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Where should I run my Atlassian software?

Where should I run my Atlassian software?
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Where should I run my Atlassian software?

Atlassian software can do wonders for your company — whether it's streamlining the software release process, enabling collaboration by making information sharable and accessible, or helping you better support end-users with transparent issue tracking.

Many businesses, however, find themselves wrangling with the issue of where they should run their Atlassian software for optimal performance. Should you make use of Atlassian's Cloud offering? Is it better to run it yourself? What about removing the hassle completely by partnering with a managed services provider to run it for you? There are myriad options, all with associated advantages and disadvantages, and in this series of blog posts I'll attempt to offer some clarity around the various paths you can take to Atlassian nirvana. 

Keeping things simple with Atlassian Cloud

Atlassian Cloud is a fuss-free, cost effective way to get started with the Atlassian stack. All you need is an internet connection and a credit card to get going, it's upgraded regularly, and there's barely any support overhead for your teams. It's a great way of getting started or kicking the tyres when Atlassian software is new to your organisation.

However, when compared to 'behind the firewall' versions of Atlassian applications not hosted the cloud, there are some limitations worth bearing in mind.

Most notably, Atlassian Cloud's 5,000 user limit makes it unsuitable for large enterprises, which often require high numbers of users to collaborate on projects. What's more, businesses of this size may find that their information security team baulk at the thought of company data being located anywhere in the world —many enterprises need to store more than 250 GBs of attachments and data, meaning that Atlassian's Cloud simply isn't an option. And while regular and frequent upgrades are most definitely a good thing, your user base may find that waking up to a brand new user interface puts them off of their stride and interrupts productivity. 

Find flexibility with on-premise 

Also known as 'behind the firewall', this option involves installing and running the Atlassian suite within your own environment, using your own equipment. This could be in a traditional server room, or out in the cloud using an infrastructure as a service provider.

On-premise hosting delivers all of the benefits of the Server, or for larger workloads or higher resiliency, the Data Center suite of Atlassian tools. By locating your Atlassian suite on your own hardware, you can take advantage of your existing security infrastructure while retaining full administrative control over the applications. That means no more surprise upgrades or storage limits. You can also take advantage of any authentication methods that you currently use with Marketplace apps for tools such as Okta.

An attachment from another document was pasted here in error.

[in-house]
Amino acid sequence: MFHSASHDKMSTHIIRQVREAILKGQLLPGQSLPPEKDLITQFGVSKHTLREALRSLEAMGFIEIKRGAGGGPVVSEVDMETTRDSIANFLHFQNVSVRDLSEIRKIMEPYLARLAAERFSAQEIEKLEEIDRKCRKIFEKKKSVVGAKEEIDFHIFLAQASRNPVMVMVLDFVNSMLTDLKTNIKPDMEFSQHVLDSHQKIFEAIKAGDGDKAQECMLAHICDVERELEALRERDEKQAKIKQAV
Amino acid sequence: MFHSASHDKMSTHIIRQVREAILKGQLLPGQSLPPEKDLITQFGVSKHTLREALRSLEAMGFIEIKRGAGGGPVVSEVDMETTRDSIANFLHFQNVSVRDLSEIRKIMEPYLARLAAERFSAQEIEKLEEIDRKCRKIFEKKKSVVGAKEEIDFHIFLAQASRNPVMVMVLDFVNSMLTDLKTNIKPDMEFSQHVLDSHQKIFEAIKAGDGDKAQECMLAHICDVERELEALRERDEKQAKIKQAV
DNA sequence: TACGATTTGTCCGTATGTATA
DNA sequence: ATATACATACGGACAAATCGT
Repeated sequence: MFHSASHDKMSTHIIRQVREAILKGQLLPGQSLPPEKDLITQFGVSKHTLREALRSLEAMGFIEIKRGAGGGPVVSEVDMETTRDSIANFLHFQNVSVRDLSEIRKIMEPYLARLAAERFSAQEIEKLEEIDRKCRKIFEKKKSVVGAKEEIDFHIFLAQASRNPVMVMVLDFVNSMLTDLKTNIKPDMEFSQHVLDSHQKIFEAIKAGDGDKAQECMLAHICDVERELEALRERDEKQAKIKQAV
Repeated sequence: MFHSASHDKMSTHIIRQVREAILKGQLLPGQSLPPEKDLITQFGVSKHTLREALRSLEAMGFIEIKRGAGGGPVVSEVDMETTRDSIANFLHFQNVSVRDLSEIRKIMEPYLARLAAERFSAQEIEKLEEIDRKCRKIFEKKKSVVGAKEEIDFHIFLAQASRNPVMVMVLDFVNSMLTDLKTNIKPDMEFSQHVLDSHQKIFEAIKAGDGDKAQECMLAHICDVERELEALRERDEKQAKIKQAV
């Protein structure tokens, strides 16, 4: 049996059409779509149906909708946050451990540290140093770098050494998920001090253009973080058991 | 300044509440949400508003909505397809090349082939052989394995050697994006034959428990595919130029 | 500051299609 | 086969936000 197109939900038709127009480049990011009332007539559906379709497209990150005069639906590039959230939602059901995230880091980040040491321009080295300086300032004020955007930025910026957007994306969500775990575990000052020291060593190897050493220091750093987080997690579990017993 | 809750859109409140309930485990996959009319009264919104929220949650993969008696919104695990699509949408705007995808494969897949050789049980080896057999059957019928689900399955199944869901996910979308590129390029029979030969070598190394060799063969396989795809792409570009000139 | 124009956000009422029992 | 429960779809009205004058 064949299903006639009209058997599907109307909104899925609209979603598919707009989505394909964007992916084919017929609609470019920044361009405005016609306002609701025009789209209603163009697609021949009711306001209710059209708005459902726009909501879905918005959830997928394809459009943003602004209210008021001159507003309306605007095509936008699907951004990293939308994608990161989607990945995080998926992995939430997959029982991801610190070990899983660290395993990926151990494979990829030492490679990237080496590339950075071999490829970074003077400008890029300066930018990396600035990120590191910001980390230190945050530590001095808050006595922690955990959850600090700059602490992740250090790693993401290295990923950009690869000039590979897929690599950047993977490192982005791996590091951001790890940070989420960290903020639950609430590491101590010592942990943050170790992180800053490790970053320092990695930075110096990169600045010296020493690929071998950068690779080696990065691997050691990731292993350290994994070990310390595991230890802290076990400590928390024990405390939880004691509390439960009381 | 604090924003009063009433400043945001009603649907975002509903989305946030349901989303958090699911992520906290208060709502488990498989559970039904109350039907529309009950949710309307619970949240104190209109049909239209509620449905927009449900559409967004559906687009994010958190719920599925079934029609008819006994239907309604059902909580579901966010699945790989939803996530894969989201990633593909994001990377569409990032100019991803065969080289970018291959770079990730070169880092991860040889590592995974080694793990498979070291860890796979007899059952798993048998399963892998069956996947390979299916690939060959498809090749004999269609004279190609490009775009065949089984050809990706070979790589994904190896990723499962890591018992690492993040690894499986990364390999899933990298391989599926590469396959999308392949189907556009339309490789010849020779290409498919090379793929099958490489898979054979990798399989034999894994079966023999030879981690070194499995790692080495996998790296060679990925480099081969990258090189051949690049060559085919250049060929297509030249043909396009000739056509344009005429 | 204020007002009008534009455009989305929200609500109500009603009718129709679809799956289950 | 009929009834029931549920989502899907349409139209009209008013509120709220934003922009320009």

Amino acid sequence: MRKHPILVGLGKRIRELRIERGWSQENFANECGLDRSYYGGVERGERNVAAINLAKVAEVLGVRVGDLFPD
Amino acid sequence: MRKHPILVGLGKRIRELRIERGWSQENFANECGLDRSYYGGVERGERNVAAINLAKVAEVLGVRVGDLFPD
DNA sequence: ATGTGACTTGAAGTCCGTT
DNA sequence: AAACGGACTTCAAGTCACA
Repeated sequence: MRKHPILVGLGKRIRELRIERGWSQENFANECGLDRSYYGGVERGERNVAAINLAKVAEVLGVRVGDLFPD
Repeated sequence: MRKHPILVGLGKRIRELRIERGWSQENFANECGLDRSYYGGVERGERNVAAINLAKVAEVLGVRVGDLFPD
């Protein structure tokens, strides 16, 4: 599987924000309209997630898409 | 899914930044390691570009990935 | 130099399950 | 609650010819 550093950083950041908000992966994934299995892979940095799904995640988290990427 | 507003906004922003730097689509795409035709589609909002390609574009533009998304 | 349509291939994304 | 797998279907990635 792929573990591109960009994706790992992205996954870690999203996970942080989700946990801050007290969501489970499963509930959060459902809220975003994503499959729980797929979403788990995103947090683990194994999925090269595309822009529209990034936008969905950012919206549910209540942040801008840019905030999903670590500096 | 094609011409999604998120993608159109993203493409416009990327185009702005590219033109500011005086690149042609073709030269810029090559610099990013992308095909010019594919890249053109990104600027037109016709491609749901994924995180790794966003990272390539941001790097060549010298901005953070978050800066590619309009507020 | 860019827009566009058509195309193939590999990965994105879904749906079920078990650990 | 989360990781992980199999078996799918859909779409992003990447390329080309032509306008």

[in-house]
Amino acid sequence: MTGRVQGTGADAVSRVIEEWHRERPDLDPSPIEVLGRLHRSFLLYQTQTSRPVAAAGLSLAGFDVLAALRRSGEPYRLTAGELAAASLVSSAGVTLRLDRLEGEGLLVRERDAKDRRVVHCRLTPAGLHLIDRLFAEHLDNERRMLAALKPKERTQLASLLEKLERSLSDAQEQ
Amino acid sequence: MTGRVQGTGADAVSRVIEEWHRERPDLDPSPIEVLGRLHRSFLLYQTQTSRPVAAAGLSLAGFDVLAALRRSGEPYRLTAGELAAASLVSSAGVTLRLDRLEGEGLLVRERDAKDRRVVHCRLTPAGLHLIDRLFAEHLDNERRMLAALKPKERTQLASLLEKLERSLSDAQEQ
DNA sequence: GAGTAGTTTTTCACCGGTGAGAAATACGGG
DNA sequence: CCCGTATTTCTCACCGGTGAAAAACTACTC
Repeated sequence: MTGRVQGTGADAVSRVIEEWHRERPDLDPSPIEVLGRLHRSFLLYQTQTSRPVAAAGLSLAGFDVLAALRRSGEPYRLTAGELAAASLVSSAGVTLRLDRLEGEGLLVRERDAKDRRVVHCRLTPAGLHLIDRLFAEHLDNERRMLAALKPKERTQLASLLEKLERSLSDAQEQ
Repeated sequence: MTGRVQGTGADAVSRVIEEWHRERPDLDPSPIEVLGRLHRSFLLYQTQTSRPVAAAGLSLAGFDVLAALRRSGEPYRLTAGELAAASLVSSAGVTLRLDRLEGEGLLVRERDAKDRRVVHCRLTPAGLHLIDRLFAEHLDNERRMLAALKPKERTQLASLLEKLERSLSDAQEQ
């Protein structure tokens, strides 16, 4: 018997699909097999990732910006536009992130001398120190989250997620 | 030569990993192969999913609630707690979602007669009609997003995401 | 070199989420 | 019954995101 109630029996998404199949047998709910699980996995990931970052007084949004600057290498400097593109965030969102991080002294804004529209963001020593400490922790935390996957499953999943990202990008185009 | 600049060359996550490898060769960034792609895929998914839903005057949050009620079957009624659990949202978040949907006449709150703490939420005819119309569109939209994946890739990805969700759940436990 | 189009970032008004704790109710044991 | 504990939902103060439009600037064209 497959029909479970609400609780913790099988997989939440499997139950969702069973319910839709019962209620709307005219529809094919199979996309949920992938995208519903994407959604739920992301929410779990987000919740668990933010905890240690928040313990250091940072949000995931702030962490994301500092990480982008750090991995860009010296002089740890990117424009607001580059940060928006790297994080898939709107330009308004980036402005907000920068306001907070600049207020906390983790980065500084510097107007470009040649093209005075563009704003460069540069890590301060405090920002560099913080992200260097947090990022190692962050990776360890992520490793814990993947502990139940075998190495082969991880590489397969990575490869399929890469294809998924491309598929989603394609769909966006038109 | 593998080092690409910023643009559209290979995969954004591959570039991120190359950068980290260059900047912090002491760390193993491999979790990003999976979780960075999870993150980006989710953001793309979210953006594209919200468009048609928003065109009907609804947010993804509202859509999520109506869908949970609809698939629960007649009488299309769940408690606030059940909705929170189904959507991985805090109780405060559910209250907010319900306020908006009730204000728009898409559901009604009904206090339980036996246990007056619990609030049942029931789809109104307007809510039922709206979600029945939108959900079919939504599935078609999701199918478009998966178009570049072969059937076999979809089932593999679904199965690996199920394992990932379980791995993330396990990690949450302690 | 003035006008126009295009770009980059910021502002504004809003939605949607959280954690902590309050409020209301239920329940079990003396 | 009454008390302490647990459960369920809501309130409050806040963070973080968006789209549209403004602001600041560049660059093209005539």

Of course, this method of running the Atlassian stack has its downsides. You'll be responsible for managing and maintaining the equipment on which the software is running, and will also be required to undertake regular backups and perform upgrades yourself. However, you can offload a sizeable chunk of administrative effort by using a managed service provider to take the strain — but more about that in a later post!

The peace of mind of an Atlassian Managed service

Another option is enlisting the help of a third party to run Server or Data Centre versions of Atlassian software on your behalf.

The managed service approach gives you the best of both cloud and on-premise models — you retain full control over your applications and upgrade lifecycle while reaping the benefits of the behind the firewall version of Atlassian's software. 

A managed service will also give you access to a full range of integrations via a secure VPN link back to your internal infrastructure — and you also get to use your own corporate domain name. Most crucially, however, taking this route can remove the administrative burden of running a server and networking infrastructure, reducing workload and freeing up your team's time.

A good managed services provider will offer a comprehensive set of service level agreements too, giving you the peace of mind that someone is there to deal with any performance issues within a clear timeframe.

There are many providers of managed services within the global Atlassian Marketplace, and choosing the right one can seem daunting. We'll be publishing a series of follow-up blogs that we hope will make the process easier. Until then, we hope this helps you to decide how to get the best out of your Atlassian stack.  

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